[PLUG-TALK] Multiple negation and English

Aaron Burt aaron at bavariati.org
Tue Dec 24 13:02:51 PST 2019

On 2019-12-24 11:09, John Jason Jordan wrote:
> An essay from a linguist.
> On Tue, 24 Dec 2019 16:53:59 +0100
> Tomas Kuchta <tomas.kuchta.lists at gmail.com> dijo:
>> Now, I have conscious, not unconscious (double negative warning to 
>> true
>> English speakers),
> First, let me generalize about negation in languages. The majority of
> the world's languages use multiple negation, usually expressed in the
> form of negative concord. For example, in Spanish and other present day
> Latin languages, once a negative word is used in a sentence the
> remainder of the words in the sentence must also be negative. These
> languages do not have negative polarity items (NPIs) like 'anything,'
> 'ever,' etc.; the negative word ('nothing,' 'never') is used for both
> English words.
> 	No tengo nada
> 	Not I-have nothing
> 	'I don't have anything.'
> If you speak a language with multiple negation you must divorce the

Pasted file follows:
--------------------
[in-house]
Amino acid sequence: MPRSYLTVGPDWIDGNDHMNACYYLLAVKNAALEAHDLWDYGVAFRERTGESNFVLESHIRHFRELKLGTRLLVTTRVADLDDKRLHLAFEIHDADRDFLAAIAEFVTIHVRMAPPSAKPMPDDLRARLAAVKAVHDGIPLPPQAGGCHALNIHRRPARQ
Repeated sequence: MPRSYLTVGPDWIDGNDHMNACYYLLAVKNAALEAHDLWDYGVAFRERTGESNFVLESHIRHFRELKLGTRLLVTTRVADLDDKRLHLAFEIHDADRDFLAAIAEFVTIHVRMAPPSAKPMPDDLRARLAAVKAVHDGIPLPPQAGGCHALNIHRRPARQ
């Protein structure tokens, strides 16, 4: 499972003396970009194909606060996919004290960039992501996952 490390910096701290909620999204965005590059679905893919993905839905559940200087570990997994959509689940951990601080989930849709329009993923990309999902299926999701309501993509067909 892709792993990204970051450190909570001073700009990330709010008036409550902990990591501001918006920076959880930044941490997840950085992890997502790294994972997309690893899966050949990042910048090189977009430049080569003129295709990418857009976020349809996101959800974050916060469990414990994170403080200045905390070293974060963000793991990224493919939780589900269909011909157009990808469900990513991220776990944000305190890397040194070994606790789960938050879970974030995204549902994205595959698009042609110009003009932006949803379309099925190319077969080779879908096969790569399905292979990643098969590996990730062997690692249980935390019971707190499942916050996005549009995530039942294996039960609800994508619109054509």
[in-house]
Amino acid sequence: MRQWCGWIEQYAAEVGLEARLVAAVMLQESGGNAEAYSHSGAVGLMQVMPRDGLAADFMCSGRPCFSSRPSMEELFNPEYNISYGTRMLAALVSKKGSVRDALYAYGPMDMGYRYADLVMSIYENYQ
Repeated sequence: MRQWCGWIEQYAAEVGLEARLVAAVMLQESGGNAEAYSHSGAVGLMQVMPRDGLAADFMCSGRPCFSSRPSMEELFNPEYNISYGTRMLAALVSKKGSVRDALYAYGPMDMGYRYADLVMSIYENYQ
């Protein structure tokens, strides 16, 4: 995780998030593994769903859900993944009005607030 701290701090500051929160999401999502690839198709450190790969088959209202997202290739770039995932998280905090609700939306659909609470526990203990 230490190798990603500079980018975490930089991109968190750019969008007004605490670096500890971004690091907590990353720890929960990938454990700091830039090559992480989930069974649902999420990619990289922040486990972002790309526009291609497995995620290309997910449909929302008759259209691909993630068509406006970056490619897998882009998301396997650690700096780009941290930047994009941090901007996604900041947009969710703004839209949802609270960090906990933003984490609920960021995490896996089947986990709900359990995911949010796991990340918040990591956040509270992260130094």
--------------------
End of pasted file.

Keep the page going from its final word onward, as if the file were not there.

> language from rules of algebra. Humans have spoken languages for
> hundreds of thousands of years before algebra was invented.

I was going to make a clever comment here, but I don't got nothin'.  :)

Language rules are such a beautiful thing because they're emergent from 
the properties of brains, societies and the natural world, and so 
difficult to observe because they're as invisible as water is to a fish. 
  Algebra, physics (happy Newtonmas Eve!) and so many other things are so 
important precisely because they're NOT intuitive.

Thank you John for this wee gift for all of us, and may your new year be 
lovely and bright.


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